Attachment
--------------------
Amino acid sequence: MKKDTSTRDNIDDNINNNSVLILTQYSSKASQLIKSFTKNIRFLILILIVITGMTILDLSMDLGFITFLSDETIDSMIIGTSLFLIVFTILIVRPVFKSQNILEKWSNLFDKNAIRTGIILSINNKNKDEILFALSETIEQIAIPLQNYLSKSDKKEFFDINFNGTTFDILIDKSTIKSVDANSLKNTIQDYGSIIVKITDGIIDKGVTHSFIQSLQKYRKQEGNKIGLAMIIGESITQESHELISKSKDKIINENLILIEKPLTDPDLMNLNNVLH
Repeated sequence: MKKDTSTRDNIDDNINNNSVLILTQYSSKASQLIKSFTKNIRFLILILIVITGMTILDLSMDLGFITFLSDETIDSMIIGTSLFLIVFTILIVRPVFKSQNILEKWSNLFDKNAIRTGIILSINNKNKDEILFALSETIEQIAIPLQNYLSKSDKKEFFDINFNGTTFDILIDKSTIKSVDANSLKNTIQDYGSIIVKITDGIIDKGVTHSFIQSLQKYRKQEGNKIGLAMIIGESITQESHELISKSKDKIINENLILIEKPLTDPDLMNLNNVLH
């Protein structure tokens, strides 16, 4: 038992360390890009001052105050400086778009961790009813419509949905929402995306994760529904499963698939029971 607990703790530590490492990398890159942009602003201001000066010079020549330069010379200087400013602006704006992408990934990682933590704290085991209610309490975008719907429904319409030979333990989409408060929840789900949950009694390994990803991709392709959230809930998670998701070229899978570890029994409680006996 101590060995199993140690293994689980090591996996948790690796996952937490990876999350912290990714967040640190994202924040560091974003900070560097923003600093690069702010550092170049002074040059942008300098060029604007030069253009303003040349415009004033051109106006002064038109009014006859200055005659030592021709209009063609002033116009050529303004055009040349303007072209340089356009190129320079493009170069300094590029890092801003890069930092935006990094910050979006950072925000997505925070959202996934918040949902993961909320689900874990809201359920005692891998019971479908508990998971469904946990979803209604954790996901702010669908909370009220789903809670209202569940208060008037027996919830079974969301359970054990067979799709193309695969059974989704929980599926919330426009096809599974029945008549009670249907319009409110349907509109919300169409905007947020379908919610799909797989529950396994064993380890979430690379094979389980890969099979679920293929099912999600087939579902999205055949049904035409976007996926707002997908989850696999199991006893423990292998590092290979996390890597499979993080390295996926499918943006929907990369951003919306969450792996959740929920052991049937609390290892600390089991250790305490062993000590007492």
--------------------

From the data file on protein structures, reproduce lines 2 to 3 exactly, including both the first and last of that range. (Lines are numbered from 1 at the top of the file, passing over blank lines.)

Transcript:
Repeated sequence: MKKDTSTRDNIDDNINNNSVLILTQYSSKASQLIKSFTKNIRFLILILIVITGMTILDLSMDLGFITFLSDETIDSMIIGTSLFLIVFTILIVRPVFKSQNILEKWSNLFDKNAIRTGIILSINNKNKDEILFALSETIEQIAIPLQNYLSKSDKKEFFDINFNGTTFDILIDKSTIKSVDANSLKNTIQDYGSIIVKITDGIIDKGVTHSFIQSLQKYRKQEGNKIGLAMIIGESITQESHELISKSKDKIINENLILIEKPLTDPDLMNLNNVLH
């Protein structure tokens, strides 16, 4: 038992360390890009001052105050400086778009961790009813419509949905929402995306994760529904499963698939029971 607990703790530590490492990398890159942009602003201001000066010079020549330069010379200087400013602006704006992408990934990682933590704290085991209610309490975008719907429904319409030979333990989409408060929840789900949950009694390994990803991709392709959230809930998670998701070229899978570890029994409680006996 101590060995199993140690293994689980090591996996948790690796996952937490990876999350912290990714967040640190994202924040560091974003900070560097923003600093690069702010550092170049002074040059942008300098060029604007030069253009303003040349415009004033051109106006002064038109009014006859200055005659030592021709209009063609002033116009050529303004055009040349303007072209340089356009190129320079493009170069300094590029890092801003890069930092935006990094910050979006950072925000997505925070959202996934918040949902993961909320689900874990809201359920005692891998019971479908508990998971469904946990979803209604954790996901702010669908909370009220789903809670209202569940208060008037027996919830079974969301359970054990067979799709193309695969059974989704929980599926919330426009096809599974029945008549009670249907319009409110349907509109919300169409905007947020379908919610799909797989529950396994064993380890979430690379094979389980890969099979679920293929099912999600087939579902999205055949049904035409976007996926707002997908989850696999199991006893423990292998590092290979996390890597499979993080390295996926499918943006929907990369951003919306969450792996959740929920052991049937609390290892600390089991250790305490062993000590007492």